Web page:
So what are the advantages of buying old bikes? Well, they can be fixed fairly easily, and they just keep running, for decades in fact, if you look after them. The old BMWs are renowned for this; I recently read on one of the classic bike Facebook pages that an old BM started up first time after standing under a tarpaulin for 30 years. Everything is accessible: even I managed to repair a couple of things on my bike, including replacing the oil filter, which I discovered afterwards will pretty much destroy your engine if you get it wrong. There’s tons of info about doing repairs on the net, though the “sages” online frequently contradict each other on the finer points. Parts are usually available, and there are still old mechanics who can fix these old bikes — although I’m not sure how much longer they’ll be around.

The best thing about the old bikes is their looks. Modern machines can outpace them, out-brake them (ABS was unknown on old bikes) and certainly have far better suspension due to the invention of the monolever shock, but they often look as if they were extruded in one piece, backwards, from a mould.

Unlike most vehicles that depreciate in value as they age, the older your BMW becomes, the more it’s worth. Bikes from the 50s often go for hundreds of thousands of rands, depending on their condition and how original they are.

A lot of old bikes are bought to be converted into “café racers” these days, which can enhance or ruin their style, depending on how much of a purist you are.

Perhaps the biggest advantage of modern bikes is their power. The R65 has 45 horsepower, while the modern equivalent has 71. But this is a double-edged sword, because while it means that you can accelerate out of trouble when one of those things riding in a box (a motorist) starts to cut you off, it also means all those horses under the saddle tempt you to ride at ridiculous speeds, and we all know what that means in terms of causing accidents.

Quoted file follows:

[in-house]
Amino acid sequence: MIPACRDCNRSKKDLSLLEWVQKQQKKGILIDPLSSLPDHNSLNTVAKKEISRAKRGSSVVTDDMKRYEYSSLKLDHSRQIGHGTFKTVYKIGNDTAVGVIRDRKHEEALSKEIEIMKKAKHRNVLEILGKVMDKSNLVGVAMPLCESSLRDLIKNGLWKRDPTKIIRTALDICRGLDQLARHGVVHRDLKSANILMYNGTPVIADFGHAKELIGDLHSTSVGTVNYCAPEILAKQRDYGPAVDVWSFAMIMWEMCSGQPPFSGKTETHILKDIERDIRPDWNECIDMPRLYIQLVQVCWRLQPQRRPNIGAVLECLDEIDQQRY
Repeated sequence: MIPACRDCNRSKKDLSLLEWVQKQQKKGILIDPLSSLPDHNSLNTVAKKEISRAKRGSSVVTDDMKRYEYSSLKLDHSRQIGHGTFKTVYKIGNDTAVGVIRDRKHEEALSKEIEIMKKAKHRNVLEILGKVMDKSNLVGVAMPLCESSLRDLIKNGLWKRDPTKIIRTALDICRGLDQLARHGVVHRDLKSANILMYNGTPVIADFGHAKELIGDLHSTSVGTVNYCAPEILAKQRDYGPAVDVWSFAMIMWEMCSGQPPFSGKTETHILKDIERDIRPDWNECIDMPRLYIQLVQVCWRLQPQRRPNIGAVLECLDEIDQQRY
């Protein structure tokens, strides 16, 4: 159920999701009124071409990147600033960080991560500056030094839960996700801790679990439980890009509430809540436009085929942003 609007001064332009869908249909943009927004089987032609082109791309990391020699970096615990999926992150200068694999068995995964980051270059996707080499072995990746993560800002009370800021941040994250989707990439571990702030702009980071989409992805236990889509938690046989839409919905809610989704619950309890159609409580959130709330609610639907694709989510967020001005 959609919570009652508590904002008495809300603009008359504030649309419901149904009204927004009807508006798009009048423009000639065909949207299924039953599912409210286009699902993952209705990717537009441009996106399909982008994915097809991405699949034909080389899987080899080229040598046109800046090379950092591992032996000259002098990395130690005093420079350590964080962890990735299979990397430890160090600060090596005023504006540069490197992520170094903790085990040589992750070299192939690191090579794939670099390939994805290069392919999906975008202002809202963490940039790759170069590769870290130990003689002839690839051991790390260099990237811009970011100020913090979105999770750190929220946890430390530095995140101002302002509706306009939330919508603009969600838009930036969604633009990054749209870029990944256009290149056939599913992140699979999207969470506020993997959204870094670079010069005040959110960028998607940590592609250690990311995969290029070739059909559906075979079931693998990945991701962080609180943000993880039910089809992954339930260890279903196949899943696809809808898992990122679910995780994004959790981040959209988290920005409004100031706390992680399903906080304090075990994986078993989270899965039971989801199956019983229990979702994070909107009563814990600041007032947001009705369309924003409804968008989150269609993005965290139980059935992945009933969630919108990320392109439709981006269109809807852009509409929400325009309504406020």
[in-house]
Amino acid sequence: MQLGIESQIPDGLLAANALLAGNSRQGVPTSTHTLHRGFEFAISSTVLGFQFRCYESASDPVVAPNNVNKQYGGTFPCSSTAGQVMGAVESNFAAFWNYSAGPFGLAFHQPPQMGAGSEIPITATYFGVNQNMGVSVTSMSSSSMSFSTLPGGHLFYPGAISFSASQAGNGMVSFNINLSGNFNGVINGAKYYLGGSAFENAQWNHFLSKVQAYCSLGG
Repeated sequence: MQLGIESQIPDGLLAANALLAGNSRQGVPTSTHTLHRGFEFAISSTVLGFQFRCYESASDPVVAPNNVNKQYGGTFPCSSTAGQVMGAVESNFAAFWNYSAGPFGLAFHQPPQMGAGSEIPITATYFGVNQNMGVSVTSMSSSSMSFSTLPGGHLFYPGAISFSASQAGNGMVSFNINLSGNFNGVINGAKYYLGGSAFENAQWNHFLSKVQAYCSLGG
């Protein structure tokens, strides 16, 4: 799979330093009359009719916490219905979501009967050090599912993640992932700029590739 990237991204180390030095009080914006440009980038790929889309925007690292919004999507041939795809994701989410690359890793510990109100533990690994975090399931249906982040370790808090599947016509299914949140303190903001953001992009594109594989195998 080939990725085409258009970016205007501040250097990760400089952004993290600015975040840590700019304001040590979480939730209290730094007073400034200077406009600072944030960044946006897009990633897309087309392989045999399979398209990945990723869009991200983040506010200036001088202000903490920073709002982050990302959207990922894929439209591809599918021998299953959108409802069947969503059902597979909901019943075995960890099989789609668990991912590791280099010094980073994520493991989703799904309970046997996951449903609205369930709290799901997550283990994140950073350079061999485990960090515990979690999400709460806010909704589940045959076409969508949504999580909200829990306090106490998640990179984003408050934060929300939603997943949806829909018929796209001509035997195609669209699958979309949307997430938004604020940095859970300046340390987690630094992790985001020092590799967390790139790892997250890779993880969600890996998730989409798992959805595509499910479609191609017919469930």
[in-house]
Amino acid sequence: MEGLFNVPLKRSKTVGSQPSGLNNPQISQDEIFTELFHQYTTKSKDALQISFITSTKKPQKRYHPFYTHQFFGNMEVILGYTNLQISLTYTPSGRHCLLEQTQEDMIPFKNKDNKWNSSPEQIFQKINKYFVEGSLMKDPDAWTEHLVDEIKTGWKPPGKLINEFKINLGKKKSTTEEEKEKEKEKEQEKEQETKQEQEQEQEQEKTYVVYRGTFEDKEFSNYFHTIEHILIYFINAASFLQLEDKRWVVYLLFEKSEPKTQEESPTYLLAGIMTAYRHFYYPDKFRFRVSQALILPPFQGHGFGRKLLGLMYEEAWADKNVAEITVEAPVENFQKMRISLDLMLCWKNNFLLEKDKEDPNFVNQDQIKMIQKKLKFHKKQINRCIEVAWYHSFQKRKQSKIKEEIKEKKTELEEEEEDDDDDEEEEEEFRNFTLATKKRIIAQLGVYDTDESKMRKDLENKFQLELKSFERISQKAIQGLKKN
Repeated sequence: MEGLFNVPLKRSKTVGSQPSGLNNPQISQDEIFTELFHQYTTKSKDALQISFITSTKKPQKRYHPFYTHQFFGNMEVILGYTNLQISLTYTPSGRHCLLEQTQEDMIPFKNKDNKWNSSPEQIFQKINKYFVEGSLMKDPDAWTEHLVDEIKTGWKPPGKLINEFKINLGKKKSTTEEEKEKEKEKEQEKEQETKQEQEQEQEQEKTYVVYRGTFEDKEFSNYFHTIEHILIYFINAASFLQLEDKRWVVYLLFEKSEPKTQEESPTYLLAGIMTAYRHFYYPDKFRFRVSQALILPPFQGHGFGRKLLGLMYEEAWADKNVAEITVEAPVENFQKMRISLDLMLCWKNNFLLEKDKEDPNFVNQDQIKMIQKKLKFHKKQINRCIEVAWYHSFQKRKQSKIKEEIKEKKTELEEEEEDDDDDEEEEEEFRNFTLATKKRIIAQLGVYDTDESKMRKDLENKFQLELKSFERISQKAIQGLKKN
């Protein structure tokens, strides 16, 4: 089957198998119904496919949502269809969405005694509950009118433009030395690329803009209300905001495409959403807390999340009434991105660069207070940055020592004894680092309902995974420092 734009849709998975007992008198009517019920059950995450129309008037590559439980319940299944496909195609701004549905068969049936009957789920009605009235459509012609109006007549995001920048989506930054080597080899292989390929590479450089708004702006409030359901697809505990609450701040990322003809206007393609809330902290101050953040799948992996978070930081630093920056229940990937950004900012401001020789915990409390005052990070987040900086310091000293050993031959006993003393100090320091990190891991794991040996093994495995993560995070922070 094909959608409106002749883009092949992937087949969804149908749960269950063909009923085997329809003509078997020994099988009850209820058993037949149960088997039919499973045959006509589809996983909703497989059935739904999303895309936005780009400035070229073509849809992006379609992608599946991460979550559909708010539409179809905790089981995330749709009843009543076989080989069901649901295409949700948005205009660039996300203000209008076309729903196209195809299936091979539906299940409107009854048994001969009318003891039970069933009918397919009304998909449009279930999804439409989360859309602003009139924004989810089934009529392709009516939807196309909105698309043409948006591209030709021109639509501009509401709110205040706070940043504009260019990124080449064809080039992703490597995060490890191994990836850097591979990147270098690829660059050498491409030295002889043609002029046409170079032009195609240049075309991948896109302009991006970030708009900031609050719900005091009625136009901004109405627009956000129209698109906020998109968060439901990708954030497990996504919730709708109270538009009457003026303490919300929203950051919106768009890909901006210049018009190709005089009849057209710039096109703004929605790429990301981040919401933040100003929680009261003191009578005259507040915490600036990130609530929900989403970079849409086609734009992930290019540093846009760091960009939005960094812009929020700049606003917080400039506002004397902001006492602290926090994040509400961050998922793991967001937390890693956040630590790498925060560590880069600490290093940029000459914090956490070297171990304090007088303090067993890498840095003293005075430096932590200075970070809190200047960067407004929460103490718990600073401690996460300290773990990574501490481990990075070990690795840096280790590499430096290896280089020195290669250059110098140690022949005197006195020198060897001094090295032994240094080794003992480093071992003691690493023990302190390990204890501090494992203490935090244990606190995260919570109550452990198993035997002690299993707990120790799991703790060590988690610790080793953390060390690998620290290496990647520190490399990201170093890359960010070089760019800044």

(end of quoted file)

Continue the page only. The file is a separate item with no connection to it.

Riding the R65 has closed off some possibilities for me, such as crossing the country on tours, although there are plenty of hardcore enthusiasts on larger, touring BMWs such as the RT100 with leather bums who still do the “DJ” (Durban to Johannesburg), which began as a race in 1913 and then morphed into today’s leisurely rally.

On the other hand, my bike is perfect for commuting. It’s smaller than my previous bike, and about 95% of the time I really don’t need the extra power the GS had, simply because the roads are too full of cars. I can still get up to about 140km/h on a freeway, but riding “naked” (without a fairing) means I get all but blasted off the bike by the wind.

On weekends I’ve found some country roads where riding at 80km/h means I can actually enjoy the view. And I’ve worked out a route to work where the roads have less bumps, so I can still enjoy my ride with old-fashioned suspension. When it’s cruising, the R65 is as smooth as silk. Perhaps I’m just getting old. 

Derek Davey

Derek Davey

Derek Davey is a sub-editor in the Mail & Guardian’s supplements department who occasionally puts pen to paper. He has irons in many metaphysical fires – music, mantras, mortality and mustaches. Read more from Derek Davey